European Mink Fact Sheet

Common Name:

European Mink

Scientific Name:

Mustela lutreola

Wild Status:

Critically Endangered

Habitat:

Wetlands

Country:

Europe

Shelter:

Burrows and Temporary Dugouts

Life Span:

6 years

Size:

16.5 inches long

Cool Facts:

  • European Minks are closely related to the European Pole Cats and Siberian Weasels
  • They are declining steadily in their native range.
  • Their nests are lined with mosses, grasses, feathers and animals furs.
  • European Minks have a wide diet of smaller animals.
  • They have large broad heads, small ears and dark brown fur.
  • The European Minks is a smaller semi-aquatic mammal.

Details:

The European Minks are small, beautiful mammals that reach about 17 inches for males and 15 inches for females. They have skulls specialized for eating a carnivorous diet with a dentition to match. Found primarily in Europe, they live a life that is semi-aquatic and are actually good at swimming and diving.  Many people think that they are related to the American Mink, but this is incorrect.  The European Mink is facing many struggles in the wild, like over hunting, but you can learn about the rest in the blog. Minks in general have a highly prized fur coat which is designed for aquatic adventures and during winter seasons the coat is thick and heavy.  Their litters are usually around 7 kits that as you can imagine are very adorable.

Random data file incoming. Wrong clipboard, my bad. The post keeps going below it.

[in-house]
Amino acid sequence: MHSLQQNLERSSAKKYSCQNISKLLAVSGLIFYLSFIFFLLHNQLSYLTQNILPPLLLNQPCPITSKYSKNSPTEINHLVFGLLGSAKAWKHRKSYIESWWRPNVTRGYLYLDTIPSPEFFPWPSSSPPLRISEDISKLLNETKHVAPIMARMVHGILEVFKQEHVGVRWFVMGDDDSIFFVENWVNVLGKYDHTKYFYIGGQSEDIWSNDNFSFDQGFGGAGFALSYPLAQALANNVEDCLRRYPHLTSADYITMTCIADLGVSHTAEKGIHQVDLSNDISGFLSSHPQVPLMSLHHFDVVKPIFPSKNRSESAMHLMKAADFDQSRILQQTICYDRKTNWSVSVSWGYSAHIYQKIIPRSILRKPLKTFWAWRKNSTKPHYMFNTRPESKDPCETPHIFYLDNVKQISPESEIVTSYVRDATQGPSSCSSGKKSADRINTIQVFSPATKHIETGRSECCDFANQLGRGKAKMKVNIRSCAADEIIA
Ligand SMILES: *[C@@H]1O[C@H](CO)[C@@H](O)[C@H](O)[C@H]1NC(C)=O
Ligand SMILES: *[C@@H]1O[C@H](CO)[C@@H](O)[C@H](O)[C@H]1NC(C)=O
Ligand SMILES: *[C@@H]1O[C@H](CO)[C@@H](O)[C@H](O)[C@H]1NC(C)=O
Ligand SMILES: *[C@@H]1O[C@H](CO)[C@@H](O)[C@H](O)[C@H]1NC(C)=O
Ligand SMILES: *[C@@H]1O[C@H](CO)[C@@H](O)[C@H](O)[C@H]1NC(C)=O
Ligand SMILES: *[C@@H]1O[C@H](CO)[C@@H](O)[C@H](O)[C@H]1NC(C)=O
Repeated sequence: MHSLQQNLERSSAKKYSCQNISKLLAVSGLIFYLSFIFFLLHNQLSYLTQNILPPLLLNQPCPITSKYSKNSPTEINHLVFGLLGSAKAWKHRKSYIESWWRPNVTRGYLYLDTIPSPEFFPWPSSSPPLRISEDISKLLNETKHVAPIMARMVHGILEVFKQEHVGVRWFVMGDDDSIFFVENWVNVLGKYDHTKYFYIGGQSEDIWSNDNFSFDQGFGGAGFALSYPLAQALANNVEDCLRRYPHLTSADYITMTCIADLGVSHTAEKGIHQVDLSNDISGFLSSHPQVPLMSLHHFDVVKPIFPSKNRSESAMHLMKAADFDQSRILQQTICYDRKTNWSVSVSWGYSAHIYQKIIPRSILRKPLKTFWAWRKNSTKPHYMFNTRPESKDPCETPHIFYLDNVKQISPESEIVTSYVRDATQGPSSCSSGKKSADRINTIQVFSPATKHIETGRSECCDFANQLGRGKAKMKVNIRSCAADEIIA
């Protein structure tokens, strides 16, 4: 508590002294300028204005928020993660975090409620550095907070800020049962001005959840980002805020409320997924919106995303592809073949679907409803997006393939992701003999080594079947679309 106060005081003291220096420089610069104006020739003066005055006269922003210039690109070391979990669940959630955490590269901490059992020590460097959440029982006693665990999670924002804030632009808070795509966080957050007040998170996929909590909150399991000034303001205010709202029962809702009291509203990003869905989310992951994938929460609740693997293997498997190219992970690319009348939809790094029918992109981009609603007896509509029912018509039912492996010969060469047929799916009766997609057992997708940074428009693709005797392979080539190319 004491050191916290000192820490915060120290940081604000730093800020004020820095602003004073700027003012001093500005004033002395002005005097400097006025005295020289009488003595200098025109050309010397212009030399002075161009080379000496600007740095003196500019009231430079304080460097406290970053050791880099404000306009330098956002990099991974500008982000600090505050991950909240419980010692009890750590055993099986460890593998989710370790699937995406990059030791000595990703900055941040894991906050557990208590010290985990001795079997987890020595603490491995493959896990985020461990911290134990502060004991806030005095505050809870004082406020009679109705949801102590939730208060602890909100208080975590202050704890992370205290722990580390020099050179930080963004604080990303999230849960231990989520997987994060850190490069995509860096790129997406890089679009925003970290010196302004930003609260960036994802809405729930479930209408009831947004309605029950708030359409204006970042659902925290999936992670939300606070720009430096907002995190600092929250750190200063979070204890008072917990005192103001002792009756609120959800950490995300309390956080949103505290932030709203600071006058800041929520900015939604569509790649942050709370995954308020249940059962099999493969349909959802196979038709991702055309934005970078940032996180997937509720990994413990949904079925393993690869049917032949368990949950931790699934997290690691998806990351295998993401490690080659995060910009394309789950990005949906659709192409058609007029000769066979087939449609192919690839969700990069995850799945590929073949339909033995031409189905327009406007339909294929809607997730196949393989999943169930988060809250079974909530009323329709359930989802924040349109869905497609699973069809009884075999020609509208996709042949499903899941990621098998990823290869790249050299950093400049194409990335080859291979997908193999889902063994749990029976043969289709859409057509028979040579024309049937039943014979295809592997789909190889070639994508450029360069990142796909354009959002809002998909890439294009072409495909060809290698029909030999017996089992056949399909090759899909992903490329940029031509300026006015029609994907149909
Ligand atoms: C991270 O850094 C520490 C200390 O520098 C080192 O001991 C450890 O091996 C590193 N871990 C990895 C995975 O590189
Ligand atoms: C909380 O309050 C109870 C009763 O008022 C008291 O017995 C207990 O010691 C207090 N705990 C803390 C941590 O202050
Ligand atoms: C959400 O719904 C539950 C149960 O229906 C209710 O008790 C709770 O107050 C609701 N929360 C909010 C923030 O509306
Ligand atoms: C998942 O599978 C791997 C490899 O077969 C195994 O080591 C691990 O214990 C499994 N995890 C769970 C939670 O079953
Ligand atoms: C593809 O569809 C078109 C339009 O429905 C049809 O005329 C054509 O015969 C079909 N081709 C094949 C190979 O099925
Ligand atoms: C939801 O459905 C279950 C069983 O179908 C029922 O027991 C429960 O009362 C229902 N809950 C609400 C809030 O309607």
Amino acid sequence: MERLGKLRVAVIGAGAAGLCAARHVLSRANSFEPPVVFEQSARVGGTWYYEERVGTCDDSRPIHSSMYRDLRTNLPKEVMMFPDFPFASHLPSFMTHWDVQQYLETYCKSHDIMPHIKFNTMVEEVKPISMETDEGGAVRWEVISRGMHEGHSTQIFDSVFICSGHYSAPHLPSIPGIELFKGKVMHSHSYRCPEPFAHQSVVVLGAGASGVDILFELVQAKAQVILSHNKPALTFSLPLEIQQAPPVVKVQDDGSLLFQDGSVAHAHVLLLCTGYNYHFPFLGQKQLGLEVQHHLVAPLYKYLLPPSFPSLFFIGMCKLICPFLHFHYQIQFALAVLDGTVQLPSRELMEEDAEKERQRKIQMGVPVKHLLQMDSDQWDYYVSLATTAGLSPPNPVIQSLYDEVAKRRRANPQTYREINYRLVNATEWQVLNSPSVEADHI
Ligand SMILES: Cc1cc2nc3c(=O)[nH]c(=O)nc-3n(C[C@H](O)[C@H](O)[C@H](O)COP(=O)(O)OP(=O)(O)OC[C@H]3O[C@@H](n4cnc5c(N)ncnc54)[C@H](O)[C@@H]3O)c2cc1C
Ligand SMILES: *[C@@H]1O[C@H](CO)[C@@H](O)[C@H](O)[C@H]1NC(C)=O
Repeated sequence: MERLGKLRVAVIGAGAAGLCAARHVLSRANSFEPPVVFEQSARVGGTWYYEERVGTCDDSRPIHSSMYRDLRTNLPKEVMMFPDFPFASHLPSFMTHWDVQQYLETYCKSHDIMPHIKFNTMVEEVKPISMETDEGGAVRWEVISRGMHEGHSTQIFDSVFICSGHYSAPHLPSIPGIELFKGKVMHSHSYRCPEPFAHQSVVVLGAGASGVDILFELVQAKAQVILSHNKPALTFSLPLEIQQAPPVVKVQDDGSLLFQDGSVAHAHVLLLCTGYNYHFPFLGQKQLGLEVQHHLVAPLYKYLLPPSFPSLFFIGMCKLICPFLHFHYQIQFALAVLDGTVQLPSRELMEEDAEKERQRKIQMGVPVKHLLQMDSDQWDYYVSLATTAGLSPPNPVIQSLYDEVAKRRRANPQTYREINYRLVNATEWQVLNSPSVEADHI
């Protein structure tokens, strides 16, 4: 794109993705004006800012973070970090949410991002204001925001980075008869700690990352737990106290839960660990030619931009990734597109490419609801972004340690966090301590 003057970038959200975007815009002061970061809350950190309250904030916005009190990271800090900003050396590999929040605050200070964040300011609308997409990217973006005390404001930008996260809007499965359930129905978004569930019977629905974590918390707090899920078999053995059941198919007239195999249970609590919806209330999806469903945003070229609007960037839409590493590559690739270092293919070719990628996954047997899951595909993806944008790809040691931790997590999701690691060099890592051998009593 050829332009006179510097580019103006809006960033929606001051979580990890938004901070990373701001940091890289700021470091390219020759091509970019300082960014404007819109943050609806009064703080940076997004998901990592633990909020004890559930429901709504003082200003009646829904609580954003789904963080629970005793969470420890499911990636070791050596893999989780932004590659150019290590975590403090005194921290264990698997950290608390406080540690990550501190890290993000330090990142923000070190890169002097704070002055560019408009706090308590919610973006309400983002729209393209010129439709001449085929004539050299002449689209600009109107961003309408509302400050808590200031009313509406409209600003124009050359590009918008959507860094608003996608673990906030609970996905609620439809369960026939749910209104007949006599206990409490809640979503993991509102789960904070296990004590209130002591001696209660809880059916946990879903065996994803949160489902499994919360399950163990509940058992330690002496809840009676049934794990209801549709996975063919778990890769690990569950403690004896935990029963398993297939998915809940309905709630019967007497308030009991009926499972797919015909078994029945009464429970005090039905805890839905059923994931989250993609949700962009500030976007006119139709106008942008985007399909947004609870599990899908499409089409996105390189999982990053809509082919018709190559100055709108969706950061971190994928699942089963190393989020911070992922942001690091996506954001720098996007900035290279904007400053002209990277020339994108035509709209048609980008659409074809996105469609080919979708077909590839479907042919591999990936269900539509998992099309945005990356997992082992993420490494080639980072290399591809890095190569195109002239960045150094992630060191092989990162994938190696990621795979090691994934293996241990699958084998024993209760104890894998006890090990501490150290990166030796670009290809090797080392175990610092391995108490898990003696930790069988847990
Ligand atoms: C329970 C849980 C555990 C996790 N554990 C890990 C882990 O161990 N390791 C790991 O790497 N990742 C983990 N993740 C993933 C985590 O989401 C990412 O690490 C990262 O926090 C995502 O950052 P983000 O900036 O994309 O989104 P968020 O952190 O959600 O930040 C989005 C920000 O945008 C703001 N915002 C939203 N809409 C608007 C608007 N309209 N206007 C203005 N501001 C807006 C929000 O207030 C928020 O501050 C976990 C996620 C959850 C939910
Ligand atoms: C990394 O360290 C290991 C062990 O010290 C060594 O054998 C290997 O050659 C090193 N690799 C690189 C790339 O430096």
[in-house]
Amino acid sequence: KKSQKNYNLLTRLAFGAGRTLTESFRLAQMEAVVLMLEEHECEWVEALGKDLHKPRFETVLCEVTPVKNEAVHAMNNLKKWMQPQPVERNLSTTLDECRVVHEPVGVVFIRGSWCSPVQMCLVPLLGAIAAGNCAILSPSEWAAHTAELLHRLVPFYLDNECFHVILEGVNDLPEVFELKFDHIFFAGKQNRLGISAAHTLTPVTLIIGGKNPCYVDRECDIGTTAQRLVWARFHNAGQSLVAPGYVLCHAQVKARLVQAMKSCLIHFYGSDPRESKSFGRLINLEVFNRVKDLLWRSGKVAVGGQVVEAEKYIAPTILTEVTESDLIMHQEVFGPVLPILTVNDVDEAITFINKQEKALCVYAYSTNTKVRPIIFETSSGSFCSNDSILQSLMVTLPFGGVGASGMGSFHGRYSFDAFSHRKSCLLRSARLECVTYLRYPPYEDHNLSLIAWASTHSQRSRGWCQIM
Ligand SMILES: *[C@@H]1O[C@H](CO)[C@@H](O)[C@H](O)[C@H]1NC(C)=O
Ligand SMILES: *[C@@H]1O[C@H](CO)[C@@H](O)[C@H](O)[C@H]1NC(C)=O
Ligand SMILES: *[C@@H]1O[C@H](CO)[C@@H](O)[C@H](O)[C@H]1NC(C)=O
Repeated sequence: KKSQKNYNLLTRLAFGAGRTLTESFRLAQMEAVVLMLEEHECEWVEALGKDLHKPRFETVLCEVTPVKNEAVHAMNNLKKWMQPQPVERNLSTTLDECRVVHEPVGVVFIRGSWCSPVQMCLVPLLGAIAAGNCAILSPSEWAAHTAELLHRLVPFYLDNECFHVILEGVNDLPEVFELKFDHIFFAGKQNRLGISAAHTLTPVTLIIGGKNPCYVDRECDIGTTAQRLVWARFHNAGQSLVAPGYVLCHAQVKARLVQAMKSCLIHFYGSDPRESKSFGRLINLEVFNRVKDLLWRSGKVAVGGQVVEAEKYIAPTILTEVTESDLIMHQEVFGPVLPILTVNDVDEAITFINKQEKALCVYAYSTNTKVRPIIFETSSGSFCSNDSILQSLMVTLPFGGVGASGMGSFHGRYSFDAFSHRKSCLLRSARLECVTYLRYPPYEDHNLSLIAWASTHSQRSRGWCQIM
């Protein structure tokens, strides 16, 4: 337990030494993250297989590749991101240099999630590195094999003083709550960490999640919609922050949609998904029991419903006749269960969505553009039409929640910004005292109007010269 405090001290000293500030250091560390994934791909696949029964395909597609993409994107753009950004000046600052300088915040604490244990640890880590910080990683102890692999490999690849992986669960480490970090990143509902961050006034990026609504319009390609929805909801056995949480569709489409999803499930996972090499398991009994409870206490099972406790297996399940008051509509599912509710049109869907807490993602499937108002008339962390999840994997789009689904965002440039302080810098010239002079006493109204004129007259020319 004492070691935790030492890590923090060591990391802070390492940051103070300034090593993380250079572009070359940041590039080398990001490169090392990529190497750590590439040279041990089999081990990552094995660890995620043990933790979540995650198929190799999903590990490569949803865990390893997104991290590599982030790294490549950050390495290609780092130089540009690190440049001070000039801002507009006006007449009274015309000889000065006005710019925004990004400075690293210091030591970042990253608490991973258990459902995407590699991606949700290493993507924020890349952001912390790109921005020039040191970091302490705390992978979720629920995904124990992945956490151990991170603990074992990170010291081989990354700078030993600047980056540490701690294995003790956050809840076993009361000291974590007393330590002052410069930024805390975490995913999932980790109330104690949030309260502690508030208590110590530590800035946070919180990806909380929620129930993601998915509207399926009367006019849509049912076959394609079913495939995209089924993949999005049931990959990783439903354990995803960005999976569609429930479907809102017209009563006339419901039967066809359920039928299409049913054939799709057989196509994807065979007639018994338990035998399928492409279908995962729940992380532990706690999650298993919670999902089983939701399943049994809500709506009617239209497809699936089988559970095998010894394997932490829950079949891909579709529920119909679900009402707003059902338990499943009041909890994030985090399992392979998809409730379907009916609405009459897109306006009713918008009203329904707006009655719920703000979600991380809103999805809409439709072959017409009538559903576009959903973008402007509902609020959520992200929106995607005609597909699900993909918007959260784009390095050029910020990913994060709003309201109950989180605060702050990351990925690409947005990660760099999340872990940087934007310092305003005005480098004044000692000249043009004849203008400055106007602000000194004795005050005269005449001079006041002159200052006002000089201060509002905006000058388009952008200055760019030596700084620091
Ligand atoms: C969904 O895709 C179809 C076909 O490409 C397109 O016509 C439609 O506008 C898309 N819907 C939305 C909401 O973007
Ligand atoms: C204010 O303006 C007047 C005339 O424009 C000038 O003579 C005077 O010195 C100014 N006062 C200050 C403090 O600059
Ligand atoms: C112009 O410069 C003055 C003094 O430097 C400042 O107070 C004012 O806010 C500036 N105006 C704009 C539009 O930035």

Taxonomic Breakdown:

  • Kingdom: Animalia
  • Phylum: Chordata
  • Class:  Mammalia
  • Order:  Muselidae
  • Genus: Mustela
  • Species: Mustela lutreola

Conservation & Helping:

European Minks are considered critically endangered in their native range due to multiple natural and human inflicted causes.  The first and most well known reason for the population decline that led to them being classified as critically endangered is over hunting.  Minks in generally are hunted for furs and it certain areas they have been over hunted.  Humans have also put European Minks under pressure from changes in habitat, due to building, along with habitat destruction. European Minks are have also seen population declines due to being attacked by predators, competition with American Minks and other animals and a decline in the food sources most commonly used by the European Mink.  Researchers state that this species is steadily declining, so we hope that by classifying this animal as critically endangered will help with a population turn around.  Click here to learn more and explore the European Mink center in the kids zone'!  

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